Eating a diet rich in omega-3 fatty acids—healthy fats found in abundance in oily fish such as salmon—may protect against premature aging of the brain and memory problems in late middle age, according to a study published today in the journal Neurology.
Fish has long had a reputation as a brain food. The new study, however, is the first to link blood levels of omega-3s with brain shrinkage, mild memory loss, and declines in cognitive function, all of which are associated with a higher risk of developing Alzheimer’s disease and other forms of dementia.
The study included 1,575 people between the ages of 58 and 76 who underwent MRI brain scans, blood work, and various mental-function tests. Compared to those with the highest blood levels of omega-3s, men and women with the lowest levels had smaller brain volumes and performed more poorly on tests of visual memory and abstract reasoning.
“The lower the omega-3s, the poorer the performance,” says lead author Zaldy Tan, MD, an Alzheimer’s researcher at the University of California, Los Angeles. “We factored in the participants’ age, gender, education, body mass index, smoking, et cetera—and even after that, the relationship was still there.”
Previous studies have found a similar link between omega-3s and dementia, but those relied on food surveys in which the participants were asked to recall what they ate over a given week or month, a method that can be inaccurate. Blood tests, on the other hand, show precisely how much of the healthy fats a person’s body has absorbed.
“This is the very first time this has been correlated, so this is very exciting,” says Gisele Wolf-Klein, MD, the director of geriatric education at the North Shore–LIJ Health System, in New Hyde Park, N.Y., who was not involved in the research. “This study will generate a lot of further research.”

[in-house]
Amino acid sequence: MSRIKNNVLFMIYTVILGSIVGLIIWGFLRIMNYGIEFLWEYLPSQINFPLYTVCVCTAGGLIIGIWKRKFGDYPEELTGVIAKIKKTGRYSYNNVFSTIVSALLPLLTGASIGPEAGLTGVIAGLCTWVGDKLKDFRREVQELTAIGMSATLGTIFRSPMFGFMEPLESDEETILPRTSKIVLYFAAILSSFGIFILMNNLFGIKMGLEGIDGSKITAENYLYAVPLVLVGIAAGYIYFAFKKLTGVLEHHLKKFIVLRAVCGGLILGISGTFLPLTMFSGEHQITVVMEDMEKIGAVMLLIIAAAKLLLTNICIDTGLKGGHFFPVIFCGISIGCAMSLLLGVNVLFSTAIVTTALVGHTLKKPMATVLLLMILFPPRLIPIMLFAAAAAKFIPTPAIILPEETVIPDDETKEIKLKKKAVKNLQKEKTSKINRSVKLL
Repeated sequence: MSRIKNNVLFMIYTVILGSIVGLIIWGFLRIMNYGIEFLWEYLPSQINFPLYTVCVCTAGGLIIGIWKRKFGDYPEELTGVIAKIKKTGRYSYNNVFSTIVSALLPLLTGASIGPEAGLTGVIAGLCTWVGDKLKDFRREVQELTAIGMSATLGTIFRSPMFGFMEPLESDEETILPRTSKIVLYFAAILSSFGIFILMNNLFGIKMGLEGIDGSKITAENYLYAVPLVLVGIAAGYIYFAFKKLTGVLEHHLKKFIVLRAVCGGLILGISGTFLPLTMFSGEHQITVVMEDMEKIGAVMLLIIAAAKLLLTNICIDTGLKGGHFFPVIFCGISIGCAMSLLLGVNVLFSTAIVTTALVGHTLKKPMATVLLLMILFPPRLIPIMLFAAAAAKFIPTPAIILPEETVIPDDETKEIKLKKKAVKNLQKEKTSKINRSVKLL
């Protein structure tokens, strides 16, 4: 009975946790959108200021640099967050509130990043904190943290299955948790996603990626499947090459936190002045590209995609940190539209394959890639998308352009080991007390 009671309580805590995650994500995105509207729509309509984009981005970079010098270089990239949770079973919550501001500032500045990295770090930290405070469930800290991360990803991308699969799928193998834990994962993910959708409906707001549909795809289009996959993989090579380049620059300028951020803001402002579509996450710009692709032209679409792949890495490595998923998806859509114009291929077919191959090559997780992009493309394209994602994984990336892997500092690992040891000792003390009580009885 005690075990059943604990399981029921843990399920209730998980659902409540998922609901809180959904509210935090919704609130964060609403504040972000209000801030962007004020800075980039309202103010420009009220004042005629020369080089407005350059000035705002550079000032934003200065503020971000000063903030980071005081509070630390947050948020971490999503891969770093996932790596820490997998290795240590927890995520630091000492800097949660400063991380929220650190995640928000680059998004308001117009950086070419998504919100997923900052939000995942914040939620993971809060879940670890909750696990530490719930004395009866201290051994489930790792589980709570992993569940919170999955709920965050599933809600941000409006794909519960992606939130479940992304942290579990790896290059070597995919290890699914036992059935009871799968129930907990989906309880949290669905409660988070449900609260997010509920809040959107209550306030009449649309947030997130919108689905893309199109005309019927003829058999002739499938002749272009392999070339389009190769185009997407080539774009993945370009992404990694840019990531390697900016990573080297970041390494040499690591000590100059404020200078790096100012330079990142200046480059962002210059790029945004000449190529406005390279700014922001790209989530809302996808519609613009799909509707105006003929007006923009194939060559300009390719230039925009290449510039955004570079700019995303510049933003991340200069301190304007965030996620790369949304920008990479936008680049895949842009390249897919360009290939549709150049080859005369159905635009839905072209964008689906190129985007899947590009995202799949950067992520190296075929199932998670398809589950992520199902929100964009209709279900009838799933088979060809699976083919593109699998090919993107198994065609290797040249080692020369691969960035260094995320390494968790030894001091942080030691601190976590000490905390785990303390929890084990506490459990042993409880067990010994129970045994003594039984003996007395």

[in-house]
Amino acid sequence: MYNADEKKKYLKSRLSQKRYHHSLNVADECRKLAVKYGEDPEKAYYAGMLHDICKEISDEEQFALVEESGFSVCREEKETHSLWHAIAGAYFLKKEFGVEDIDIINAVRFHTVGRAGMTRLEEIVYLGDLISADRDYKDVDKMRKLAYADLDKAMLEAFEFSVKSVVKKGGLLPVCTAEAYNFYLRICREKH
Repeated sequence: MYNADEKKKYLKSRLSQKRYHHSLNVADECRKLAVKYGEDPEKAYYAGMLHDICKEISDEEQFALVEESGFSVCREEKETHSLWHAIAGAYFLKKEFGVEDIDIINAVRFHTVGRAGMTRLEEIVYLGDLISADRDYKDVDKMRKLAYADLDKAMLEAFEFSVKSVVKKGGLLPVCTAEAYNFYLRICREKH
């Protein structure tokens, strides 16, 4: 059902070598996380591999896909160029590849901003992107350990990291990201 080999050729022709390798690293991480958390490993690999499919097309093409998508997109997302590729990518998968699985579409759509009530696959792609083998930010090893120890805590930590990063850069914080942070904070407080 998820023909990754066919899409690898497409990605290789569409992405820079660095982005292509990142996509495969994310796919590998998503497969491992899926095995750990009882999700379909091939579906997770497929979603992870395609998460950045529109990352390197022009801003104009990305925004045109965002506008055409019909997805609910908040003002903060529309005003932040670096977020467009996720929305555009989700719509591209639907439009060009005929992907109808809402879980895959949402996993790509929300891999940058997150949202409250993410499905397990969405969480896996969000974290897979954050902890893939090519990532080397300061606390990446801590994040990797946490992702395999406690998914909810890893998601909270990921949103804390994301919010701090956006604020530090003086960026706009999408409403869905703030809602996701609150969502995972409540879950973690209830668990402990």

A smaller brain isn’t necessarily cause for concern, since the brain naturally shrinks with age. But the study participants with the lowest levels of omega-3s had brain volumes typical of people two years older, Tan says. On cogntive tests, meanwhile, their average scores matched those of people nearly three years older.
In addition, people with low levels of omega-3s also tended to have greater buildup of white matter in their brains. These so-called white matter hyperintensities have been linked to a higher risk of dementia and stroke.
The findings don’t mean that people should stock up on fish or fish-oil supplements, the other main source of omega-3s. “Don’t read this study and run to the store to get omega-3 tablets,” Wolf-Klein says. “This was not an intervention study that can be translated into clinical recommendations.”
Federal dietary guidelines currently recommend eight ounces of seafood per week for the prevention of heart disease. (Flax seeds and walnuts also are excellent sources of omega-3s.) Tan says that intake is “probably adequate” for most people, although he notes that research has yet to determine what constitutes a normal, healthy amount of omega-3s in the bloodstream.
“Will supplements get you to where you need to be? We don’t know. We don’t have established recommendations, so we don’t know what to aim for,” he says. “But what’s good for the heart appears to be good for the brain as well.”
Brian Appleby, MD, a psychiatrist at the Cleveland Clinic’s Lou Ruvo Center for Brain Health, says that observation is the study’s biggest take-home message.
“Cardiovascular health is linked to cognitive health,” says Appleby, who did not participate in the research. “This study strengthens the need to tell people that.”